An Army of 10,000 Men

An Army of 10,000 Men

While gathering evidence for my case to prove Thomas Seymour’s innocence (where I can), I discovered there are a couple of missing depositions in State Papers. Ones that are listed as being done, but not printed. These depositions are only available at Longleat House in Wiltshire and must be accessed in person. Due to geographic separation I am unable to view these depositions at this time, but I will keep you updated as this changes.

The deposition I would like to discuss today is the one from a Mr. Edward Rouse. Rouse was the Comptroller of Thomas’ household in Bewdley, called Ticknell/Tickenhill House. Tickenhill was considered a Royal Palace, and Seymour acquired it when he married Kateryn Parr in 1547. 

At the moment, I do not have access to Rouse’s deposition, but what I have to go on is: “Orders given by Seymour for keeping his house in Bewdley, in Shropshire”. 

John Harrington, a servant/officer of Sir Thomas Seymour, had previously held a post in the service of King Henry VIII. Harrington had married one of the alleged illegitimate daughters of the late King Henry, Ethelred Malte.

As a servant to Seymour, Harrington’s exact position in the household is currently unknown, however it is apparent he worked closely with him.

Either before or during Thomas Seymour’s stay in the Tower of London, John Harrington wrote a letter to the ‘Lords of the Council’ in his own hand. This letter was in regards to a conversation that he had with none other than the Comptroller of Ticknell House, Mr. Edward Rouse. In the short excerpt it states that Harrington was sent, by the Lord Admiral to accompany the Lady Jane to the house of the Marquis of Dorset. To further understand what it is all about I looked up the letter. It can be found in ‘A Collection of State Papers, relating to Affairs in the Reigns of King Henry VIII, Edward VI, Queen Mary and Queen Elizabeth: 1542-1570’ – Page 93: (see ‘original translation’)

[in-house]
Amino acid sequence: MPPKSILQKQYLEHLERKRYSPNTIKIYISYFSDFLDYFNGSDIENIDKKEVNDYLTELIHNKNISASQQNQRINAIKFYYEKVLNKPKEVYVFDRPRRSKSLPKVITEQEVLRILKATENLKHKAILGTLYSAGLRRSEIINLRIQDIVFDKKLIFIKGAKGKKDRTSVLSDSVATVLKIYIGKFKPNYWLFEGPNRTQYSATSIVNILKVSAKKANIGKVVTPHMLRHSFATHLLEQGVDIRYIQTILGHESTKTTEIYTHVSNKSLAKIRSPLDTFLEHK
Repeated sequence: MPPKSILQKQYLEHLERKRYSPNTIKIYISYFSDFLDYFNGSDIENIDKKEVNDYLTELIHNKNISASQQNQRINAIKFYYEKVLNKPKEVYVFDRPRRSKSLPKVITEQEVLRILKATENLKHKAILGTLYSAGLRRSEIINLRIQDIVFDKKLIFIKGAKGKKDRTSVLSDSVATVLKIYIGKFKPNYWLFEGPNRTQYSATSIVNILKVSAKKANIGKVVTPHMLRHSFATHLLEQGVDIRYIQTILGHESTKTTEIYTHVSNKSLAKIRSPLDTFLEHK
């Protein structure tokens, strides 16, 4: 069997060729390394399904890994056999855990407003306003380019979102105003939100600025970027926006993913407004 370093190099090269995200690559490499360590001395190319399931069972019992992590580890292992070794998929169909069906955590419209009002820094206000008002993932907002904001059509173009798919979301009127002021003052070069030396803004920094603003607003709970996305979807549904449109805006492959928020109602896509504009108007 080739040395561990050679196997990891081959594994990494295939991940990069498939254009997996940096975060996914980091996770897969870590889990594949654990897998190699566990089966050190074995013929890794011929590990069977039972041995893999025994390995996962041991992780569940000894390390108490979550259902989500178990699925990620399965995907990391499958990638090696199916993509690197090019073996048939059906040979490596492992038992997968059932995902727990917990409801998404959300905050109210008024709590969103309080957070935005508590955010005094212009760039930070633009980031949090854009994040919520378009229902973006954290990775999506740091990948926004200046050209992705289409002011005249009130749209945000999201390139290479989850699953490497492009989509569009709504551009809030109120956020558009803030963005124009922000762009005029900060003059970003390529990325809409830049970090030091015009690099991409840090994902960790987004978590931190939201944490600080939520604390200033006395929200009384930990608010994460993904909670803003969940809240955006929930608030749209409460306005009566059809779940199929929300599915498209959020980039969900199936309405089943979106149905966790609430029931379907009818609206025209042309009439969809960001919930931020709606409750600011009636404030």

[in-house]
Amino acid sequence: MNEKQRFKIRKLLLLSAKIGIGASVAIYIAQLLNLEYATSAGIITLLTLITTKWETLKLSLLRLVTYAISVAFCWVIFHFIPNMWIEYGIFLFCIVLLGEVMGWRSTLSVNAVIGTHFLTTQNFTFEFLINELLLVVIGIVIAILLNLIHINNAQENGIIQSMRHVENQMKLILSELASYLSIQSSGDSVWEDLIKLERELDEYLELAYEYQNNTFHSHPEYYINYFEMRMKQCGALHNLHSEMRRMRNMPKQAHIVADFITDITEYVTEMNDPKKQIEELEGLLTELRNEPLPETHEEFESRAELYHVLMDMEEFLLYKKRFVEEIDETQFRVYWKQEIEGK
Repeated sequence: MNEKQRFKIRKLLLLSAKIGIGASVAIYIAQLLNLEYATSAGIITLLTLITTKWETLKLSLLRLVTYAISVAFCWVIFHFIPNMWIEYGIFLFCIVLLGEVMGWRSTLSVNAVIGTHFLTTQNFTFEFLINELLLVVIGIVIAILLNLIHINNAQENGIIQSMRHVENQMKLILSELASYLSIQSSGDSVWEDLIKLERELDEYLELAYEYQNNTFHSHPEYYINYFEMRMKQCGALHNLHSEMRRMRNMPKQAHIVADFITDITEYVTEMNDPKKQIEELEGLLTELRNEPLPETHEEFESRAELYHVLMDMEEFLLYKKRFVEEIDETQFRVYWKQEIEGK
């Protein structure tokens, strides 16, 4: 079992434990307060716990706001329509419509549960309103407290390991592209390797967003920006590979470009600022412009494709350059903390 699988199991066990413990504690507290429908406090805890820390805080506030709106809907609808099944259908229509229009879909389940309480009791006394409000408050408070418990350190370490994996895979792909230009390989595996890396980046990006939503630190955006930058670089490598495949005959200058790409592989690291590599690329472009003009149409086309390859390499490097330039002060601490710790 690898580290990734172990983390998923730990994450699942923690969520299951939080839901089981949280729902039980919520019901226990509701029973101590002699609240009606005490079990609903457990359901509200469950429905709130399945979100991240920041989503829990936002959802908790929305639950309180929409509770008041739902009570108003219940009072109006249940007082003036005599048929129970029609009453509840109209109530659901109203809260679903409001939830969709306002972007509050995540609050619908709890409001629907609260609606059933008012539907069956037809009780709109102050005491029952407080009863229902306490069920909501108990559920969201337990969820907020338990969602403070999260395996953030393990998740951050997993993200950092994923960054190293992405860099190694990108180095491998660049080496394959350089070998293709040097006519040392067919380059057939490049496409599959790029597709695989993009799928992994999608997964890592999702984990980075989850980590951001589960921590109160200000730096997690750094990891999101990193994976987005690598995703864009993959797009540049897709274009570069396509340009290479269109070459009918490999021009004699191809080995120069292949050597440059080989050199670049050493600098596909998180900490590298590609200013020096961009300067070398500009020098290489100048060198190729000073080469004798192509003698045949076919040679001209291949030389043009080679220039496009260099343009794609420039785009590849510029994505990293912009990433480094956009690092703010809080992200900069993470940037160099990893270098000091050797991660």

According your Lordship’s commandments and ‘myn’ obedient duty. I have here written, as near as I can call to remembrance, the sum of the talk that passed between Mr. Rouse and me, as such time as my Lord send me ‘tatend’ (to attend?) on my Lady Jane to my Lord Marquess. Because he had the charge of my Lord’s household, I declared unto him my Lord’s pleasure for such of his men, as were convenient for that journey; and by reason hereof fell in to further discourse, as of the maids that remained, and to what end there abode was. I told him plainly, as I thought, they tarried in hope of my Lady Jane her return, which was the greatest cause of my going; and said further if things came to such pass as I hoped, I had some cause think it should torn (turn) the ‘thole’ (the whole?) house to great commodity; with more circumstances, but I am well assured, all to this end. Wherefore I most humbly beseech your good Lordships, for that it is very true, and also I acknowledge myself, to have been one, not so temperate of my talk, nor of so advised memory, as to be able now, to declare fully what hath passed me so long since, that it may please you to think it neither of arrogance, nor will, to conceal any matter: But if any unseemly word have escaped me, to impute it, rather to be said rashly and negligently, then willfully or maliciously; and as this sharp correction hath well learned me, so shall I hereafter not only have a more respect to that I aught, but also for the warning, during my life, remain,

Furthermore, if we look at this map, it would be an easy ‘escape’ from Sudeley to both Tickenhill and Holt. Dr. Sarah Morris of “On the Tudor Trail” was nice enough to inform me that due to the geography of the land that one could easily move from Sudeley to Tickenhill, which was THE route across the River Severn in that area.

Screen Shot 2019-03-27 at 8.02.03 AM
Image courtesy of Google maps

By WHY you ask? Why would they need to escape from Sudeley? Well, if they had the King of England in tow they would need to secure him in a fortified location. Holt was the best option for Thomas Seymour for more than one reason.

3 responses to “An Army of 10,000 Men”

  1. First of all, I absolutely adore the way that you write. You have such an awesome way of keeping your readers fascinated while relaying your research. Secondly, you have seriously been instrumental in my falling in love with Thomas Seymour. I really had believed the usual stories about his life, until you started helping me see otherwise! CAN’T. WAIT. FOR. YOUR. BOOK.


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